You don’t have to do this of course, but you can change this in the general settings or in the individual group settings as outlined above.
How to write each job role
I’ve found the best way to do this is to give a brief intro into each company or role so people know what the company actually does and its positioning and then say “my role included:” before listing the things you did.
You can usually get this information from the company’s website or LinkedIn page.
With 28 international offices, Example Company is one of the world’s largest and most respected law firms and provides impartial advice to national and multinational corporations, financial institutions and governments. My role here involved:
– Stuff I did
Example Company is a leading international insurance organisation serving commercial, institutional and individual customers in more than 130 countries. My role was to provide accurate reporting and admin assistance to 40 underwriters and included:
– Stuff I did
Example LinkedIn headings
Unless you create your own Headline, LinkedIn will just bring in the generic wording from your current job…
I often change my own headline and there are many ways you could write it:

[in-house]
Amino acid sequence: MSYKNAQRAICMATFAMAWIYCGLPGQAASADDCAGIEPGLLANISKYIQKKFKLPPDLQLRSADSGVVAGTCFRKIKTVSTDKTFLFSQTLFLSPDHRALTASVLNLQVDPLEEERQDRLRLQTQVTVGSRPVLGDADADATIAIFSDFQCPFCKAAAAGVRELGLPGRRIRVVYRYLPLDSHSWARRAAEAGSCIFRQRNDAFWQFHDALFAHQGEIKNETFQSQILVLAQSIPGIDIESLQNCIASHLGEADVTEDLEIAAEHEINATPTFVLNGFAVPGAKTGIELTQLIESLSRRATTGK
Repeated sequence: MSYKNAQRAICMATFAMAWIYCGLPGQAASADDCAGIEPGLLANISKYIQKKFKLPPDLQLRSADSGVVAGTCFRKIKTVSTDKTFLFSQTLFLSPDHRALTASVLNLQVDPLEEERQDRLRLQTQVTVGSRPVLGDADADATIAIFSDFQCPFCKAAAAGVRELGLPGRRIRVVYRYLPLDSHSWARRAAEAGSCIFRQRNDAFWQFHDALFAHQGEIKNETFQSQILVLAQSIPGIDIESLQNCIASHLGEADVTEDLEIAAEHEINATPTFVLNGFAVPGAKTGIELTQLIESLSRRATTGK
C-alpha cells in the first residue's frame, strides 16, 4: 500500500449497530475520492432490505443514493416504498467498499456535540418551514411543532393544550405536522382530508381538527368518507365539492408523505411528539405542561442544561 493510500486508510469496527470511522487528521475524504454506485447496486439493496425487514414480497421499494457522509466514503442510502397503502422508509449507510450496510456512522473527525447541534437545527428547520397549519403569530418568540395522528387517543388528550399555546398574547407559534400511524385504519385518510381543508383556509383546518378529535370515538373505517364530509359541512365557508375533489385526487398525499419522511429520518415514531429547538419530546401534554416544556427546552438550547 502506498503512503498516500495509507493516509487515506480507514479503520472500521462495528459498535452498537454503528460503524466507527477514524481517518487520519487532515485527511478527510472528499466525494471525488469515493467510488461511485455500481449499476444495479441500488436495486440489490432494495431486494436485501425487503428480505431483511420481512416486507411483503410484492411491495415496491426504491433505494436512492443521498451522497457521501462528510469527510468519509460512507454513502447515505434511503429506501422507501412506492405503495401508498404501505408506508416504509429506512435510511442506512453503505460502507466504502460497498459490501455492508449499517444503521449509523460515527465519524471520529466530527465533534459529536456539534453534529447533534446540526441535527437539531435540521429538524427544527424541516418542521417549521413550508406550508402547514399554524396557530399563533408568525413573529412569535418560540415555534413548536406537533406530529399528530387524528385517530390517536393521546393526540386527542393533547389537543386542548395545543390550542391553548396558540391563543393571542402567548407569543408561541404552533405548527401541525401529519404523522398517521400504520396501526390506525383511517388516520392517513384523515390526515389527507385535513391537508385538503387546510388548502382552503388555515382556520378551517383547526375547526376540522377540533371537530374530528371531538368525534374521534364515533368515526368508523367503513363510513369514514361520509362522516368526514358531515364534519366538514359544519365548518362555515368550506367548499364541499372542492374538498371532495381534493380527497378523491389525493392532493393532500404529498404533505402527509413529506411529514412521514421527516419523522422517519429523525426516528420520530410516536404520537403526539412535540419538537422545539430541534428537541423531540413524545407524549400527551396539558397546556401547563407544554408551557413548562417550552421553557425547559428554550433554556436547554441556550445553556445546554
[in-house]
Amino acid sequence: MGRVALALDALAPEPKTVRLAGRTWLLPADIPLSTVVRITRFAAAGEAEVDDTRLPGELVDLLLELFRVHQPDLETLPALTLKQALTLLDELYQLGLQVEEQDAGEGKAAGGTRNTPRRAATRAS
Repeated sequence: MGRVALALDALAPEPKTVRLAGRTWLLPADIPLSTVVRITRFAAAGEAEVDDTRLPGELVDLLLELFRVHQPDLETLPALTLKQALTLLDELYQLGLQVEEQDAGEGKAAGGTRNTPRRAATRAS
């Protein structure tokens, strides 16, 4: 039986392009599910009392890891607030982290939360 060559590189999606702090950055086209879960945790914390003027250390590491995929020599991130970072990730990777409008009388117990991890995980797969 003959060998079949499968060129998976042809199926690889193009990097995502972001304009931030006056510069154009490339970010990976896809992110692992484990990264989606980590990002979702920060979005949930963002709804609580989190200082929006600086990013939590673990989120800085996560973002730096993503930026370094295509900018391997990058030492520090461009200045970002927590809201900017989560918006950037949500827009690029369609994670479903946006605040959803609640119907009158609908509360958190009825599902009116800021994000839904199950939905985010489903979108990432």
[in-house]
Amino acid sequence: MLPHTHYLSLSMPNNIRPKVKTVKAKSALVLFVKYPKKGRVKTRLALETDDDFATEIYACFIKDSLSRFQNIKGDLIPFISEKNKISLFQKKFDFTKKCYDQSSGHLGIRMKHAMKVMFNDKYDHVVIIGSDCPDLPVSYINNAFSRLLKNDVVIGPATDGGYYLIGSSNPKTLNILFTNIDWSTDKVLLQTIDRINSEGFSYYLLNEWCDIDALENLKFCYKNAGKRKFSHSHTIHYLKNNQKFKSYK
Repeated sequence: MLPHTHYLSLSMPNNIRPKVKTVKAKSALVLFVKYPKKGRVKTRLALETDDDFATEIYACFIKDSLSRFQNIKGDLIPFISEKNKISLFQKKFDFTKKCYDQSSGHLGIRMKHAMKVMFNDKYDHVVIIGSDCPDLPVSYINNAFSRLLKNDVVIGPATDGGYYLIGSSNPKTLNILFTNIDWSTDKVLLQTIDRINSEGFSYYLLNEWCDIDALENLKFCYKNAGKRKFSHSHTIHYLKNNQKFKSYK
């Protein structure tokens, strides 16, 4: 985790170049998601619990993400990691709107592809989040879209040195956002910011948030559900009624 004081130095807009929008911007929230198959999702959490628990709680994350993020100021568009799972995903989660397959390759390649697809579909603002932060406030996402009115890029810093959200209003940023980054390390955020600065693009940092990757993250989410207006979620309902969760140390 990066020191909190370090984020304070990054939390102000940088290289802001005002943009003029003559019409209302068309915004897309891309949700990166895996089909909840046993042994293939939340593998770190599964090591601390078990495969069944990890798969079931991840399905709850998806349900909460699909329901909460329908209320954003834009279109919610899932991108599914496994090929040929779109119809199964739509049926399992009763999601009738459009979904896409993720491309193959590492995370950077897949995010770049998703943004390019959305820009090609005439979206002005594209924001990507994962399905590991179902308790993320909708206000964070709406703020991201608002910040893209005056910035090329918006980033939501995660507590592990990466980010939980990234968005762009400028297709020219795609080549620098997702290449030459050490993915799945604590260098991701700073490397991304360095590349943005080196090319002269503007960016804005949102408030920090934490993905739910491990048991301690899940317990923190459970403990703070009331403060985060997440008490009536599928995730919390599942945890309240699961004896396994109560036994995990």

You could list your core skills as keywords:
e.g. Business Support | Social Media | Blogging
e.g. Newsletters | Autoresponders | Sales Pages | SEO | Video Editing
e.g. Lifestyle Concierge | Event Support | Travel Coordination
e.g. Minute Taking | Transcription | Diary Management | Admin
You could write a strapline:
e.g. I give business owners more hours in the day
e.g. Creating order from chaos since 2017
e.g. There just isn’t an app for what I do (this is mine!)
e.g. Changing the world one spreadsheet at a time
You could write a sentence:
e.g. Virtual Assistant providing admin and social media support to small businesses and consultants.
e.g. Professional VA specialising in high-converting newsletters and sales pages.
e.g. Virtual Assistant providing travel, admin, email and diary management to busy international coaches and trainers.
- Check out the LinkedIn profiles of other VAs and freelancers to get a few ideas and to see what works and what looks shonky. But do not copy them!
- Constantly keep in mind “who do I want to read this and what do I want them to know about me?” Then tell them just that. Your ideal client needs to be able to quickly and clearly see what you do and why they might want to hire you.
- Potential clients need to see if you’re any good, so get as many Recommendations as you can.
Struggling to write your LinkedIn profile?
If you’re still not sure what to write, I have a download with 12 mix & match summary templates here on my Downloads and Training page.